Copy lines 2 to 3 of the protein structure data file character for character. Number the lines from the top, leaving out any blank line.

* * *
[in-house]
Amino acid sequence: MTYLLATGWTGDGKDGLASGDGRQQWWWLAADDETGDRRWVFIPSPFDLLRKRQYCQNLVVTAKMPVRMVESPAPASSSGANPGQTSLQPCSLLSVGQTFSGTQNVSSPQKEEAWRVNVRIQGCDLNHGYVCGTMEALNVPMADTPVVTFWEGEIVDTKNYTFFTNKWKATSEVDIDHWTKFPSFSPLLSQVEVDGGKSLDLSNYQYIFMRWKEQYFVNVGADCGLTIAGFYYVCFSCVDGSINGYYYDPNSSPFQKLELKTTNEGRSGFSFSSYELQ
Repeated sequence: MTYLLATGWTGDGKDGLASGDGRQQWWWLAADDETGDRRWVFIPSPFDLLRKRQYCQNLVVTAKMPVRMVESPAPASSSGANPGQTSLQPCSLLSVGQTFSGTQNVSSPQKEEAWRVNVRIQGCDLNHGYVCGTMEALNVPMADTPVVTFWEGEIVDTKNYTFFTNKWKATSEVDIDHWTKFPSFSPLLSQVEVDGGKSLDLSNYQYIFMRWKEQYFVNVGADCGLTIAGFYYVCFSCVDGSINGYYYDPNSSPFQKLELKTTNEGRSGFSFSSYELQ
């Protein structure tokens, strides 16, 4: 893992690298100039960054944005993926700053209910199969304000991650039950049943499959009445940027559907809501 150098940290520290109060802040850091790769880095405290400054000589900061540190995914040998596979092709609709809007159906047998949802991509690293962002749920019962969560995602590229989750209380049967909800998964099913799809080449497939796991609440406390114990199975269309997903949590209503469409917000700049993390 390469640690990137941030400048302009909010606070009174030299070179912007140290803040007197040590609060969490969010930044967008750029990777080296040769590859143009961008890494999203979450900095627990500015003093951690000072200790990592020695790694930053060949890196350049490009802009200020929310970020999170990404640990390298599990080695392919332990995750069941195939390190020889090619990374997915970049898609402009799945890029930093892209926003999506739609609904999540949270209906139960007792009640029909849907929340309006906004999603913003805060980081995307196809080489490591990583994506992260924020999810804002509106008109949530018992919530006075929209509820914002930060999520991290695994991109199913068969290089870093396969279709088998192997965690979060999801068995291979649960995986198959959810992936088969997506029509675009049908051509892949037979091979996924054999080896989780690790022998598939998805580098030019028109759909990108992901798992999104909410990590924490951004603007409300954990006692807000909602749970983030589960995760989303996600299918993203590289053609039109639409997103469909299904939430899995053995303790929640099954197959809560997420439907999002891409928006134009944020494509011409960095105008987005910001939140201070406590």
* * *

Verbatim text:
Amino acid sequence: MTYLLATGWTGDGKDGLASGDGRQQWWWLAADDETGDRRWVFIPSPFDLLRKRQYCQNLVVTAKMPVRMVESPAPASSSGANPGQTSLQPCSLLSVGQTFSGTQNVSSPQKEEAWRVNVRIQGCDLNHGYVCGTMEALNVPMADTPVVTFWEGEIVDTKNYTFFTNKWKATSEVDIDHWTKFPSFSPLLSQVEVDGGKSLDLSNYQYIFMRWKEQYFVNVGADCGLTIAGFYYVCFSCVDGSINGYYYDPNSSPFQKLELKTTNEGRSGFSFSSYELQ
Repeated sequence: MTYLLATGWTGDGKDGLASGDGRQQWWWLAADDETGDRRWVFIPSPFDLLRKRQYCQNLVVTAKMPVRMVESPAPASSSGANPGQTSLQPCSLLSVGQTFSGTQNVSSPQKEEAWRVNVRIQGCDLNHGYVCGTMEALNVPMADTPVVTFWEGEIVDTKNYTFFTNKWKATSEVDIDHWTKFPSFSPLLSQVEVDGGKSLDLSNYQYIFMRWKEQYFVNVGADCGLTIAGFYYVCFSCVDGSINGYYYDPNSSPFQKLELKTTNEGRSGFSFSSYELQ